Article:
Answer by Dan Holliday:
It’s challenging to look back at events, 70 years later, and understand the logic of using an atomic bomb without allowing one scrap of knowledge learned since 1945 to creep into our decision making. All of this being said, it’s still possible to come to the conclusion that using this weapon was wrong.–the Chief of Staff to the Commander in Chief (precursor to the Chairman of the Joint Chiefs of Staff) came to that conclusion:
It is my opinion that the use of this barbarous weapon at Hiroshima and Nagasaki was of no material assistance in our war against Japan. The Japanese were already defeated and ready to surrender because of the effective sea blockade and the successful bombing with conventional weapons.
. . .in being the first to use it, we had adopted an ethical standard common to the barbarians of the Dark Ages (William D. Leahy, pg. 441).
So why did the US use the atomic bomb? It was likely a combination of several important factors.
- Unconditional surrender was the standard against all the Axis powers. Germany was invaded and crushed by the allies. All of its cities were burned to the ground without mercy. Nothing but unconditional surrender was acceptable per the.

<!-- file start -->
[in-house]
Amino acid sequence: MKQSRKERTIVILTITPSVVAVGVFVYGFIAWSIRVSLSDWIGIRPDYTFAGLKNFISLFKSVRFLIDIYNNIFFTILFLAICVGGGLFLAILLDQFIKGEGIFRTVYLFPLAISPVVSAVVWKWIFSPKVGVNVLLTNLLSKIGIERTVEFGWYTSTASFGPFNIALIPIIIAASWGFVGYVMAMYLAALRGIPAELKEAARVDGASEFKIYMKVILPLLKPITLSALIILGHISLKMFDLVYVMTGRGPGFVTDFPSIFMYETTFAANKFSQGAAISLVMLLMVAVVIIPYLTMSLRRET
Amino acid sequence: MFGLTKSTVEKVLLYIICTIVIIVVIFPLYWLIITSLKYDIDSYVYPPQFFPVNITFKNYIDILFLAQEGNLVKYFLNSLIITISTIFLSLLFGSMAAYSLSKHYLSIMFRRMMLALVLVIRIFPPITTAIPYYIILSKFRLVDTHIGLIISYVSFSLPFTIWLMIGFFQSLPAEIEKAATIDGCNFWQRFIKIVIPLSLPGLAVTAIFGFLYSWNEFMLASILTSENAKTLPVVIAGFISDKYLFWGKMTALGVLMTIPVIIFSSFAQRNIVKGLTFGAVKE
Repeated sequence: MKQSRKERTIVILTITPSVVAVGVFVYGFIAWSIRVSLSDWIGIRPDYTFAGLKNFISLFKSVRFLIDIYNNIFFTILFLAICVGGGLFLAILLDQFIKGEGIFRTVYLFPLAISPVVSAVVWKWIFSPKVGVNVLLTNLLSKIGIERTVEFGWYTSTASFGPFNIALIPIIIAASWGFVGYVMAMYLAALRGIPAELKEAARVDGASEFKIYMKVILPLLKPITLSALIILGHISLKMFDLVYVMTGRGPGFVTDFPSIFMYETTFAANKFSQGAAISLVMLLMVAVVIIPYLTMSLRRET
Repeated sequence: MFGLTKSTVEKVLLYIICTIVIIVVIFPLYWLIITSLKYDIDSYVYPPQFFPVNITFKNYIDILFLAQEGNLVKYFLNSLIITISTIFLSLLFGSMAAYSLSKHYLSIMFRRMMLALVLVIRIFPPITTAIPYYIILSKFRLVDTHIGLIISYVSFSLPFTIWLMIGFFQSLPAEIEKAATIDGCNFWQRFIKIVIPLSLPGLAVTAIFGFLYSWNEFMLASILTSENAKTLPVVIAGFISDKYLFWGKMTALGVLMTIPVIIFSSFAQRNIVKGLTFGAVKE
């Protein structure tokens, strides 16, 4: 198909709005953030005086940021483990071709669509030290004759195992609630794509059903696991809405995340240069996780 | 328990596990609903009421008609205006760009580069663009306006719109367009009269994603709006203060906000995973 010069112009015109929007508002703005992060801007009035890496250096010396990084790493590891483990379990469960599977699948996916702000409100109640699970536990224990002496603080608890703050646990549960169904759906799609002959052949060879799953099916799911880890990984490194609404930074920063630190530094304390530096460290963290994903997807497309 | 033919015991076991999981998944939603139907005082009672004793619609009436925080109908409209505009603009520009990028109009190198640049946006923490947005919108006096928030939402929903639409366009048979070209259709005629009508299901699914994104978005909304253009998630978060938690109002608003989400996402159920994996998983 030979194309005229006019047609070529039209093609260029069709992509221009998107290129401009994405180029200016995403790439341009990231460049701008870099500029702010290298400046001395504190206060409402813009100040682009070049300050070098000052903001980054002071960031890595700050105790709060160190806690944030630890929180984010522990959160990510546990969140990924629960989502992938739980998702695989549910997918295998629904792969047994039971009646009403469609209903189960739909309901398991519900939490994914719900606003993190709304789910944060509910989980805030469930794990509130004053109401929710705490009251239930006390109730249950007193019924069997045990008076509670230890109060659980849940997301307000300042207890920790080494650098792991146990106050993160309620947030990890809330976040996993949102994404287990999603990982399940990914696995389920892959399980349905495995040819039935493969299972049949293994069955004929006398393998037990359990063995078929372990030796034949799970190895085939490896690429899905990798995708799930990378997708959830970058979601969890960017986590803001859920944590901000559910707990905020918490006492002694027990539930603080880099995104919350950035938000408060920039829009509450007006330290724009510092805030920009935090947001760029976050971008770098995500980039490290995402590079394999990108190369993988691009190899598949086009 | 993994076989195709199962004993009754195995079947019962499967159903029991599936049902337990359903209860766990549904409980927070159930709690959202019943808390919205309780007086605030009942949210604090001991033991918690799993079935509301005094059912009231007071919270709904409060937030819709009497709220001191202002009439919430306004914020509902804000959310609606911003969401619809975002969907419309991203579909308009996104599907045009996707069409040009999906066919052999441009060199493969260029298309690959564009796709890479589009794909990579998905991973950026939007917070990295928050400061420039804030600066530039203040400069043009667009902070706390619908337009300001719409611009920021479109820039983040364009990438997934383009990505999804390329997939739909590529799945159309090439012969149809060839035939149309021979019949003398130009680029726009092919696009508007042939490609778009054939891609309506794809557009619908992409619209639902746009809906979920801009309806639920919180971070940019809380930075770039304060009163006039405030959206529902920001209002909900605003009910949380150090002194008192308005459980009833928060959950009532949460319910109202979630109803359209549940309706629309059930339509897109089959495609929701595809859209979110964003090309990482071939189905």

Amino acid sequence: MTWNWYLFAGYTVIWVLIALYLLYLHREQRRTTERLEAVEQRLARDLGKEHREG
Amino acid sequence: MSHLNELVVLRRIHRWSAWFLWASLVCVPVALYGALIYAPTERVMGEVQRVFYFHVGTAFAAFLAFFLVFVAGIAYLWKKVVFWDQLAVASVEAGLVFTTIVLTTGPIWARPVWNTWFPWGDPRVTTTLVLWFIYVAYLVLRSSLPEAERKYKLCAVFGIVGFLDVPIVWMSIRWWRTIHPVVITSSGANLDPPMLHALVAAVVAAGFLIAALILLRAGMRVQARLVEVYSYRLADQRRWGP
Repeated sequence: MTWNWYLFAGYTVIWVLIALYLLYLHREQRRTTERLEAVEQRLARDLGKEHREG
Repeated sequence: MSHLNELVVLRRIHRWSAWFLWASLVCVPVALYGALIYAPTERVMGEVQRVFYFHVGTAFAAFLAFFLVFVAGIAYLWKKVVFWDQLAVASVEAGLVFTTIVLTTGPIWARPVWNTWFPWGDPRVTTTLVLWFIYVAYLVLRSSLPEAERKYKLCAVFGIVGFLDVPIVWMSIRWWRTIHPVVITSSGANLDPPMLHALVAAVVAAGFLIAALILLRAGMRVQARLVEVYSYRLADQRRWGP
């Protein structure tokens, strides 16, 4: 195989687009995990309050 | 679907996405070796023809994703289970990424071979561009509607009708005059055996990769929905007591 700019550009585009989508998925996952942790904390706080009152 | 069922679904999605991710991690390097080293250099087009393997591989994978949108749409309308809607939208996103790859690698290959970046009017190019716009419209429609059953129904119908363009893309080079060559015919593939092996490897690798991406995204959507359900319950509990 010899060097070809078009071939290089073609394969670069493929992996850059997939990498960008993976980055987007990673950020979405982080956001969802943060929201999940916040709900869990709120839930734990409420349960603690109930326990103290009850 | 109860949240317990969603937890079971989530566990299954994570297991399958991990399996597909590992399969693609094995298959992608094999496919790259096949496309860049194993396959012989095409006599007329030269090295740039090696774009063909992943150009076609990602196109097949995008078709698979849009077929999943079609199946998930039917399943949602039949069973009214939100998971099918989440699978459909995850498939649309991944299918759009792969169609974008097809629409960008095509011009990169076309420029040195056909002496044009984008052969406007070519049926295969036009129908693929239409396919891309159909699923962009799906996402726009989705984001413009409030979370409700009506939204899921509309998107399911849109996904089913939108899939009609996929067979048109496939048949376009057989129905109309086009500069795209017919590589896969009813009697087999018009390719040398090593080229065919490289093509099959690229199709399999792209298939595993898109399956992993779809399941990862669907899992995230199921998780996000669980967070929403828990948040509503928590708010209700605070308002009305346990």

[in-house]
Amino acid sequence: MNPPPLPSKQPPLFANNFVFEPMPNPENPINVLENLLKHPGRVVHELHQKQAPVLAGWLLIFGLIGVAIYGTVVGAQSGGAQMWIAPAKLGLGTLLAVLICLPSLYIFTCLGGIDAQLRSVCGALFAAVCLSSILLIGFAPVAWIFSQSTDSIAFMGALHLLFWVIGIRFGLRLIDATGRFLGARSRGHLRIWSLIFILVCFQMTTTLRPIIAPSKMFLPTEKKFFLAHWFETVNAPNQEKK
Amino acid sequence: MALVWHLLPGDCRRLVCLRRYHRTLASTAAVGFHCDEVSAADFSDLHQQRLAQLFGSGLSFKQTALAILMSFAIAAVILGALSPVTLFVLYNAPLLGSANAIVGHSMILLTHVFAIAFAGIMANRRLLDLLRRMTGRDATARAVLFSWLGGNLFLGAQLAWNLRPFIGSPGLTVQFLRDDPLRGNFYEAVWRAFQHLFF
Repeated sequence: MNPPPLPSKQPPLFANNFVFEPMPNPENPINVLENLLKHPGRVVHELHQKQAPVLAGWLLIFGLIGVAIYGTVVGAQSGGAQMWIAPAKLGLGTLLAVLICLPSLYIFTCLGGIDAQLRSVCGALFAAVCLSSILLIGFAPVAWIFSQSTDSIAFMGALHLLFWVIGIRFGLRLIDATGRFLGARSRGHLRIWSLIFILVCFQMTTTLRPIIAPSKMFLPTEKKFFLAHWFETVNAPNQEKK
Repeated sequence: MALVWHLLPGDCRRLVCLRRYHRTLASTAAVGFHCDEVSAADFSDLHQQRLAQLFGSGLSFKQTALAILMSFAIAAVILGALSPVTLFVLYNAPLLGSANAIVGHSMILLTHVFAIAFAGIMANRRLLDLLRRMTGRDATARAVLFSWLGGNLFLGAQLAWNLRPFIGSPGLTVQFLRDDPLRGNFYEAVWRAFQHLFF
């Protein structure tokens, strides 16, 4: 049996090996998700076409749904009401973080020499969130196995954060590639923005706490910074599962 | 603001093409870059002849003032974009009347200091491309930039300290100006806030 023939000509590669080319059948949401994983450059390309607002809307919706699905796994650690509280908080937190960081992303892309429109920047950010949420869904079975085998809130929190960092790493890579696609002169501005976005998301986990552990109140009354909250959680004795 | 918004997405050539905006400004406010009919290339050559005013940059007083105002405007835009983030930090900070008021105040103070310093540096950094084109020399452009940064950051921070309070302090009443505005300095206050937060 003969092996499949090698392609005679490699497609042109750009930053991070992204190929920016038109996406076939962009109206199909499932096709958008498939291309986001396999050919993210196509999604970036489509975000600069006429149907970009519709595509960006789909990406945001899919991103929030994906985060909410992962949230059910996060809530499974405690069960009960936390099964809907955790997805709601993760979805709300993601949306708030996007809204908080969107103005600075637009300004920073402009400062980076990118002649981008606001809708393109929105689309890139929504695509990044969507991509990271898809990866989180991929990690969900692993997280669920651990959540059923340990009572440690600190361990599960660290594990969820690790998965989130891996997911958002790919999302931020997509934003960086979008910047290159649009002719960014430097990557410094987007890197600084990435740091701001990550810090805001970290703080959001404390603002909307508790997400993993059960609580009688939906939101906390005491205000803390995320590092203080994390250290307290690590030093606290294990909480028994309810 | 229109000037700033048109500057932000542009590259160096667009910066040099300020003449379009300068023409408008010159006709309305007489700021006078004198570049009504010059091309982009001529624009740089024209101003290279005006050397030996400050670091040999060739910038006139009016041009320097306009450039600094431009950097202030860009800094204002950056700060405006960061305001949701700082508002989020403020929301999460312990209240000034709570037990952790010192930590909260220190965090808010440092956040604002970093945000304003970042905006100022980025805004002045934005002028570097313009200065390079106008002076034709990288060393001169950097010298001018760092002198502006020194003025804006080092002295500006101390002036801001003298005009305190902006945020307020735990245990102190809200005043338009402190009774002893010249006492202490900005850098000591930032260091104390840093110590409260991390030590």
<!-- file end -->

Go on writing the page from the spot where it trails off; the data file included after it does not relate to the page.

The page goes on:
- The US military projected casualties upwards of a million in the invasion of Japan. Where did they come up with such a ridiculous number? The invasions of Okinawa and Iwo Jima. The invasions of these small islands resulted in casualties of 150,000 US service personnel. It was hard to imagine that an invasion of the mainlands of Japan would be less.
- The notion that Japan would surrender after beachheads were created by the US (and to a lesser degree, British and Soviet forces) was ridiculous to them because the Germans, significantly less brainwashed by religion and pride, never did so after Soviet, British and American soldiers entered their homeland. The way the Japanese soldiers fought to the death was worse than what the Germans did.
- The belief that a military blockade would end the war wasn’t believed any more than a military blockade without invasion of Germany would work.
- The Truman Administration was rightly worried aboutand that even without massive public anger or a domestic revolt, his administration would be forced to confront the American public with the news of so many dead and be destroyed by the failure to save American lives while having the possession of a weapon that could end the war instantly.
And that’s the key. Can you imagine a sitting President going before the American people and congressional investigations saying, “Why yes, we did have this powerful weapon that could have totally obliterated the Empire of Japan in an instant and save your sons and daughters…. No, Senator, we felt it was more important to save the lives of Japanese people than it was to save the lives of our people, even despite all the medical experiments conducted by Japan on innocent civilians as grotesque as those by the Nazis. . . and the marches of death that they conducted against our soldiers, and the raping of women; the extermination of several dozen million Chinese allies, our friends. . .but we felt it prudent to look out for the welfare of their people more than our own who had been dragged merciously into this bloody war through a sneak attack on our base in Hawaii.”